The colour red – the story of E120: In the series of useless facts and trivia, here’s the story of food additive E120, also known as carmine or crimson.
It’s in your food, lipstick, sweets, meat, clothes, drinks and makeup. Chances are, you’ll find it in anything reddish that is not naturally red (forget ketchup – I checked.). And you could say it’s totally organic, if not in line with Buddhist, Muslim or vegan principles.
So sit near the fire, children, and let me tell you the story of spies, bugs, state secrets, indians, daring travel and cacti in the new world.
Cochineal is a tiny little flea, that lives on certain cacti in South America. They don’t look like much, and are in fact not red at all, except on the inside… there, a deep crimson hue. The Aztec and Maya indians had used them for dying fabrics for centuries. Europeans, always after the riches of others got a whiff of it, and the royal red colour was highly priced.
Red, black and white are the three colours found in every single culture, at any point throughout human existence. Chalk, iron oxide, and ash. Add sienna, and you have the traditional palette of Australian aborigines. Never mind the enormous symbolic values of red (hate, love, death, birth, fire, royalty, blood etc ), the problem was not to dye something red, the problem was to make it fix, to ‘set’ in the fabric. Not going to get into details of dyers in the olden times having pots in the street for passerby’s to pee in, as it is a fixative or the alum mordants. Boring. No action.
The conquistadors had it almost all to themselves, in the new world. Gold, silver and red. They weren’t going to tell anyone, and it it was an enormous business, exporting tons of dried insects to Europe. Painters, followers of fashion, cosmetics, fabric dyeing. The Spanish had the monopoly on red. Fixable, deep red. Big business.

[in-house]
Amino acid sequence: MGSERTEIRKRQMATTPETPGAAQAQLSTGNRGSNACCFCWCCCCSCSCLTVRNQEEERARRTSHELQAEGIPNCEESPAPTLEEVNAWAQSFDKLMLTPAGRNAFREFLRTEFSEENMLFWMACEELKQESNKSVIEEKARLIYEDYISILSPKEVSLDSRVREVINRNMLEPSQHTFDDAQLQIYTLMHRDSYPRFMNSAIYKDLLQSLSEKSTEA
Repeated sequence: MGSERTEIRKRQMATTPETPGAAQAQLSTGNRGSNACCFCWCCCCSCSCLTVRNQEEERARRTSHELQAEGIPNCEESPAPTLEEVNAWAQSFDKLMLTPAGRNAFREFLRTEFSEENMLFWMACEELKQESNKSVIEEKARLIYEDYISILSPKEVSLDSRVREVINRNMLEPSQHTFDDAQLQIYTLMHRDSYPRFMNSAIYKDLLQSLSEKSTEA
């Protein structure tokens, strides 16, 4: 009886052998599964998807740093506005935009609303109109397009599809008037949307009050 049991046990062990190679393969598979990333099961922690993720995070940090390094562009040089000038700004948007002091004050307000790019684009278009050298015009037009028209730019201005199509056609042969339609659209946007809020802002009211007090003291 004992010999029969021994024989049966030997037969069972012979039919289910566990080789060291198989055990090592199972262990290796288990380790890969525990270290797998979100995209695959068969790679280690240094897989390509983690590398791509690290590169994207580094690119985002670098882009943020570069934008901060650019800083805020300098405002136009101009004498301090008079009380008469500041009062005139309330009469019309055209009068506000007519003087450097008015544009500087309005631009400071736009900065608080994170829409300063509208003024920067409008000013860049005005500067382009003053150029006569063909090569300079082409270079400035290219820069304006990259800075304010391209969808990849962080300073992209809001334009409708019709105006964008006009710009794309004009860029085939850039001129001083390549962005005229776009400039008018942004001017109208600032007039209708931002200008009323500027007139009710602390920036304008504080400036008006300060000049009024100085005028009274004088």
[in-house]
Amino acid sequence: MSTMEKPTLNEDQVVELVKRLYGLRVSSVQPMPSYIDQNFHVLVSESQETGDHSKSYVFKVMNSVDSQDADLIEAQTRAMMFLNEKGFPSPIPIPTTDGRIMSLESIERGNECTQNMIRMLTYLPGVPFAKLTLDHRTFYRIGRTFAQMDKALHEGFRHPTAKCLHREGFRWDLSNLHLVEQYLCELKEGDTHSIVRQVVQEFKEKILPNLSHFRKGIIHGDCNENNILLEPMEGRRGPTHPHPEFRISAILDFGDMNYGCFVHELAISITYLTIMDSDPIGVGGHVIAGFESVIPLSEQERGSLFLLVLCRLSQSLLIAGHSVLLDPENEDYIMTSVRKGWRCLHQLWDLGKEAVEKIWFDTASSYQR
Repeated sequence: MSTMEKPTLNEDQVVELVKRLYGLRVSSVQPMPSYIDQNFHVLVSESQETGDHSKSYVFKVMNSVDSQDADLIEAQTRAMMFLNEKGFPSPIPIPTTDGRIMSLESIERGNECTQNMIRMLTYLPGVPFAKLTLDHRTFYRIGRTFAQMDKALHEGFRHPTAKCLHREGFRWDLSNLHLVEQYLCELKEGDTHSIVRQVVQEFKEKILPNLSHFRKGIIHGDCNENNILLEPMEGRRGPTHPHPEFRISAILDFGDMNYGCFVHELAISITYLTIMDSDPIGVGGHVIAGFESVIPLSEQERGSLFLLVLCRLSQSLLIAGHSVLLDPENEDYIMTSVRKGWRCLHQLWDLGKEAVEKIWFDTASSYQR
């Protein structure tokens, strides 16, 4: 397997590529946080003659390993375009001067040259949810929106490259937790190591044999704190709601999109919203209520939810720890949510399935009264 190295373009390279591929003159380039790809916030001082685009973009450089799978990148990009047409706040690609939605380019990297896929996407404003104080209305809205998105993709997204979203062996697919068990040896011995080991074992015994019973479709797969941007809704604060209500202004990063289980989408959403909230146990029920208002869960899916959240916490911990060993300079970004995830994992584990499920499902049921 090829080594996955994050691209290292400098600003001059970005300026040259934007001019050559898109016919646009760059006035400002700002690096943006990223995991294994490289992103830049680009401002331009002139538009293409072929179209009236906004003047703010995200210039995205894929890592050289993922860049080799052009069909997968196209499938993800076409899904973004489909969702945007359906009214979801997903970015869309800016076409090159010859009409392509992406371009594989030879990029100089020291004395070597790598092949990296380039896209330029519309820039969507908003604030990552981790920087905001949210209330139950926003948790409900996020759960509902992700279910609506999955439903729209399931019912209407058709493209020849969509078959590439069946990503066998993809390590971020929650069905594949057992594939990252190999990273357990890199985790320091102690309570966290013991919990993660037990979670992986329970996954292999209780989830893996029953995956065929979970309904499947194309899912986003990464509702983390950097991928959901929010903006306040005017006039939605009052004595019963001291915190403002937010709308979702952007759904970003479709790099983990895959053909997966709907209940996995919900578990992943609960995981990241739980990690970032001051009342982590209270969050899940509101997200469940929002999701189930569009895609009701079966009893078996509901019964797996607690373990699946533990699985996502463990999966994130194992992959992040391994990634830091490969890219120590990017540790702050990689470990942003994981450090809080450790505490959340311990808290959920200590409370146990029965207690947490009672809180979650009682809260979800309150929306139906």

Cochineal means grana fina, and indicated that it was a seed that produced the royal colour. This misunderstanding kept the other Europeans in the dark for a long time- they sneaked around the new world looking for a plant, nuts, seeds, ignoring nasty cactuses infected with disgusting insects clad in white wax-like threads.
So, in 1787 a french guy, Nicolas Joseph Thierry de Menonville, sneaked into Mexico, with slightly doctored papers, to wrestle the secret from the indians and Spanish, on behalf of his government. He bribed his way and played the annoying, homesick and eccentric Frenchman, complete with gallic flair and arm-waving.
Having been ordered for deportation, the desperate Frenchman climbed the city walls and escaped, so as to discover red. Camouflaged with a wide-brimmed hat and a rosary, the idea was to look like he was taking a walk, rather than an arduous journey. He pretended to be constantly lost, and claimed to be a Catalan, to justify his odd accent. Finally, he found the insects, and ecstatically, terrified, he smuggled out a few boxes of cacti covered in creepy-crawlies.
The journey to Haiti took three months, but some of the bugs survived. How ironic, then, that walking in his own garden there, de Menonville discovered indigenous cochineal.
The brits started farms in India, with no great success. Canary islands is the only place outside South America where farming red worked reasonably well.
And then, in 1856 the combination of an 18-year-old English boy, a simple chemistry setup and what was originally a search for a cure for malaria, mauve was discovered, the first synthetic dye. This replaced royal Tyrian purple, and other colours followed. Synthetic, fixable, resistant, and brighter colours than seen before.
Still – the coats of the British officers uniforms was dyed with cochineal up until 1952, and the little flea is back again, gaining ground as a food additive. It might be a little distasteful to think of eating fleas. But it’s technically pretty organic. And god knows what else is in your food anyway. I wouldn’t loose any sleep over it. And playing TP might get a little more interesting.
More oddities on colours here
The information in this post comes from these books: